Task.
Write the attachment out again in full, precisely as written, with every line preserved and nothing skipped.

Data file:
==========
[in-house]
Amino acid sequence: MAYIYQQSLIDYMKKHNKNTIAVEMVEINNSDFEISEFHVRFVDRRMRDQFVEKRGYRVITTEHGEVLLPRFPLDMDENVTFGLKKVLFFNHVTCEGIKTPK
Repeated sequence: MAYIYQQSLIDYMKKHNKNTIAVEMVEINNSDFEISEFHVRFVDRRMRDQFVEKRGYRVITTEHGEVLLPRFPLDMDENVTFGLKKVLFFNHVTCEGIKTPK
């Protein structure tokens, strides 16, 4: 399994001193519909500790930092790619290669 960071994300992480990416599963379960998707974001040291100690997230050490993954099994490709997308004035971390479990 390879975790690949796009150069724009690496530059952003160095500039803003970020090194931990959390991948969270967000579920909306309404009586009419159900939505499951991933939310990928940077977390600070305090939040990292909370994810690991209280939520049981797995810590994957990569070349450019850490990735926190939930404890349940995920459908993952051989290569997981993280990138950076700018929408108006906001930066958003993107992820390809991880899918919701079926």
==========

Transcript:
[in-house]
Amino acid sequence: MAYIYQQSLIDYMKKHNKNTIAVEMVEINNSDFEISEFHVRFVDRRMRDQFVEKRGYRVITTEHGEVLLPRFPLDMDENVTFGLKKVLFFNHVTCEGIKTPK
Repeated sequence: MAYIYQQSLIDYMKKHNKNTIAVEMVEINNSDFEISEFHVRFVDRRMRDQFVEKRGYRVITTEHGEVLLPRFPLDMDENVTFGLKKVLFFNHVTCEGIKTPK
């Protein structure tokens, strides 16, 4: 399994001193519909500790930092790619290669 960071994300992480990416599963379960998707974001040291100690997230050490993954099994490709997308004035971390479990 390879975790690949796009150069724009690496530059952003160095500039803003970020090194931990959390991948969270967000579920909306309404009586009419159900939505499951991933939310990928940077977390600070305090939040990292909370994810690991209280939520049981797995810590994957990569070349450019850490990735926190939930404890349940995920459908993952051989290569997981993280990138950076700018929408108006906001930066958003993107992820390809991880899918919701079926």